GREG LEWBART: We can do radiographs or x-rays. We do ultrasound, CAT scans; we can even do MRIs. I don't think there are any limits on it, other than what physically can be done with that animal and then what the owners can afford or are willing to spend.

REBECCA SKLOOT: And apparently, they're willing to spend a lot, anywhere from a few hundred to a couple thousand dollars. But why pay for laser surgery on a goldfish? Comet's probably worth about 10 cents.

Here's something that might surprise you: more Americans own fish than dogs or cats these days. But what's more interesting is that people's attitudes about fish are actually changing. They're not just things you keep around the house for decoration anymore. These are pets. Companions that people bond with, care about.

Debbie Corpuz has 27 fish. Some are "rescue fish," ones she found flopping in a field after kids turned over their tank, or party favors she saved from wrongful death by toilet flushing.

Do different fish have different personalities?

DEBBIE CORPUZ (Fish Owner): Oh yes, oh yes. Some are like this guy; he's very bold and outgoing. You know, I talk to him and tell him what's going on, and he would, you know, come up to the surface and just listen to me. He really responds to people.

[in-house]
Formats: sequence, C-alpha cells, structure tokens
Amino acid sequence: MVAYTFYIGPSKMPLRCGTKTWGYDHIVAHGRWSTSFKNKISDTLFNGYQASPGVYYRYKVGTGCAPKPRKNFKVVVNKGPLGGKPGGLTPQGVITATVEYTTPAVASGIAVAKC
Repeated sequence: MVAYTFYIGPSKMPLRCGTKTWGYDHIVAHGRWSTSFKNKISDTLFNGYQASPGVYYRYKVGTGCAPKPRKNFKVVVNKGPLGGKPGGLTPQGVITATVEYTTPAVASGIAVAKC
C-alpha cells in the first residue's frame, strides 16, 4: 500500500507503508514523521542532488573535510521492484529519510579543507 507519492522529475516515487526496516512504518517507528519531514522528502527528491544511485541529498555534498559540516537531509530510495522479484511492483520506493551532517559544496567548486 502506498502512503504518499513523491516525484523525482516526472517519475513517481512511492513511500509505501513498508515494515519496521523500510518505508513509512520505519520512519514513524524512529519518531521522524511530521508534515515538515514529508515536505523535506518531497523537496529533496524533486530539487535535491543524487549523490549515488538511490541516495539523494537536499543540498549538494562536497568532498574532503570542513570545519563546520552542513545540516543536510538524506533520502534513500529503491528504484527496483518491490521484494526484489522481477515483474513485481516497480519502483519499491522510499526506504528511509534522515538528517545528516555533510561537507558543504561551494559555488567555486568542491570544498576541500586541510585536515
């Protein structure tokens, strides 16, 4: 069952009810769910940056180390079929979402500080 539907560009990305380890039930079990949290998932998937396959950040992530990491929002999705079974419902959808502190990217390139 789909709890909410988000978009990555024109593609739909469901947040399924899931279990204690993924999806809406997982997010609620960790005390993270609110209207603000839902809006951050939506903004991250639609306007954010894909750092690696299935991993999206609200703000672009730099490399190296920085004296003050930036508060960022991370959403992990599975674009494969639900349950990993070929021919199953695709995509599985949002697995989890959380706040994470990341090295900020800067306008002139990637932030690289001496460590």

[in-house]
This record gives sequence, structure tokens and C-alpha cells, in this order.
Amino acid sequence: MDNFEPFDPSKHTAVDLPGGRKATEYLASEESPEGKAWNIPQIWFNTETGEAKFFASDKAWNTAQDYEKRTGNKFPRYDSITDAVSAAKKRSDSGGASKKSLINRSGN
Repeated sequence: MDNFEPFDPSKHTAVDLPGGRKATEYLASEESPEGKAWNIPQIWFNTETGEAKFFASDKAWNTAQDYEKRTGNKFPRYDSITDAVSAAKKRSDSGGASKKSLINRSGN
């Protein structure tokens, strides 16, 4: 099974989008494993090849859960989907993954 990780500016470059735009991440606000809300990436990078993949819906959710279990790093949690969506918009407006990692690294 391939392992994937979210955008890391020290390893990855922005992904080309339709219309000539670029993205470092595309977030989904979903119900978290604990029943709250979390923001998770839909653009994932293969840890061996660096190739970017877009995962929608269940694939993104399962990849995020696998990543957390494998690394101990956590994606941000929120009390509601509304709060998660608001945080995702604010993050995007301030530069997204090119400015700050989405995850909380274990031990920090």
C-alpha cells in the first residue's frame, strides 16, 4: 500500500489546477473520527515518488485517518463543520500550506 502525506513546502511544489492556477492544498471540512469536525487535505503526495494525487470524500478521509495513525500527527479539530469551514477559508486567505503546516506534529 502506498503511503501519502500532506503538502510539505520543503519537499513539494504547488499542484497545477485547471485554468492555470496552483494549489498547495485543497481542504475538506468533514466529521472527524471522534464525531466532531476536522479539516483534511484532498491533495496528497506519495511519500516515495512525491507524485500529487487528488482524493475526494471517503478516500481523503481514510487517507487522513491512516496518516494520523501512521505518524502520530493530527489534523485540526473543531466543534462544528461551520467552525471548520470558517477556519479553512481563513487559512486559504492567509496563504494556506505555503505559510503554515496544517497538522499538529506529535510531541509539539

GREG LEWBART: I really do think there is a human-fish interaction. Fish are pretty smart. I don't think we give them enough credit a lot of times. They can be trained to do some pretty amazing things. There's a book that teaches you how to train your goldfish to swim through a hoop, to fetch, to play basketball.

So I can see that mass a lot better now.

REBECCA SKLOOT: Today there are more than 2,000 fish vets. So, if your goldfish gets a buoyancy disorder that leaves it swimming perpetually upside down, someone can implant a piece of cork on your fish's back. Like a floatation device that flips it right side up. And if your fish loses a fight, there's always glass eye implantation, to make it beautiful again.

GREG LEWBART: When someone brings their fish in to me, I look at that fish like it's their dog or it's their horse. I think if they could pick them up and hold them they would.